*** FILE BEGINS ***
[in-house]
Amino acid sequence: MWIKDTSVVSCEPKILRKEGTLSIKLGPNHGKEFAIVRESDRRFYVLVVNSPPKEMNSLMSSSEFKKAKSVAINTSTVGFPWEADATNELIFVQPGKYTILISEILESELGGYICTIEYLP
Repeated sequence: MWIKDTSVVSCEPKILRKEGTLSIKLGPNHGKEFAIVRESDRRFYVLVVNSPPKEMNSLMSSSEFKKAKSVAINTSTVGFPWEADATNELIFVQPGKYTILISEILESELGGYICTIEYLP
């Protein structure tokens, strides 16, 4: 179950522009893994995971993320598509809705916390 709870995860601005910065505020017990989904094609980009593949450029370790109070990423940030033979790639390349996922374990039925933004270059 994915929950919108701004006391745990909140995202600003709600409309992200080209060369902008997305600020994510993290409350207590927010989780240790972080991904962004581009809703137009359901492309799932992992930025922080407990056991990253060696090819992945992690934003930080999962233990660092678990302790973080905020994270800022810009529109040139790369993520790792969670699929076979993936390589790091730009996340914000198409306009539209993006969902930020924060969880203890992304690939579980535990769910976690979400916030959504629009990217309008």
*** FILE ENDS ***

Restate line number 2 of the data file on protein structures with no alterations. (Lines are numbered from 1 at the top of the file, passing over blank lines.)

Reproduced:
Amino acid sequence: MWIKDTSVVSCEPKILRKEGTLSIKLGPNHGKEFAIVRESDRRFYVLVVNSPPKEMNSLMSSSEFKKAKSVAINTSTVGFPWEADATNELIFVQPGKYTILISEILESELGGYICTIEYLP